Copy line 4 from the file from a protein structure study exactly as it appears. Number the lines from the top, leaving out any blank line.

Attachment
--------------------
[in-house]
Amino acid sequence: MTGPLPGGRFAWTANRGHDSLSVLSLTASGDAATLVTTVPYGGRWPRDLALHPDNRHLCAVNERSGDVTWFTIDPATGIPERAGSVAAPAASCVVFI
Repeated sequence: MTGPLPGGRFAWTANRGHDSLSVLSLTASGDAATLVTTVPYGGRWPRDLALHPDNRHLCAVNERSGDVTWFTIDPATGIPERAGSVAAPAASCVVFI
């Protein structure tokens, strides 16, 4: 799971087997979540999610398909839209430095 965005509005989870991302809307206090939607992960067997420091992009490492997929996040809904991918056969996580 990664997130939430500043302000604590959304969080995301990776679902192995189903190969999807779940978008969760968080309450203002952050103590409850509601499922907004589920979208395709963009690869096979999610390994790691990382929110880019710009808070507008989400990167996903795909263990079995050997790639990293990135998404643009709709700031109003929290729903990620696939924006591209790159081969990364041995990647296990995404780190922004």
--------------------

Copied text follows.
């Protein structure tokens, strides 16, 4: 799971087997979540999610398909839209430095 965005509005989870991302809307206090939607992960067997420091992009490492997929996040809904991918056969996580 990664997130939430500043302000604590959304969080995301990776679902192995189903190969999807779940978008969760968080309450203002952050103590409850509601499922907004589920979208395709963009690869096979999610390994790691990382929110880019710009808070507008989400990167996903795909263990079995050997790639990293990135998404643009709709700031109003929290729903990620696939924006591209790159081969990364041995990647296990995404780190922004």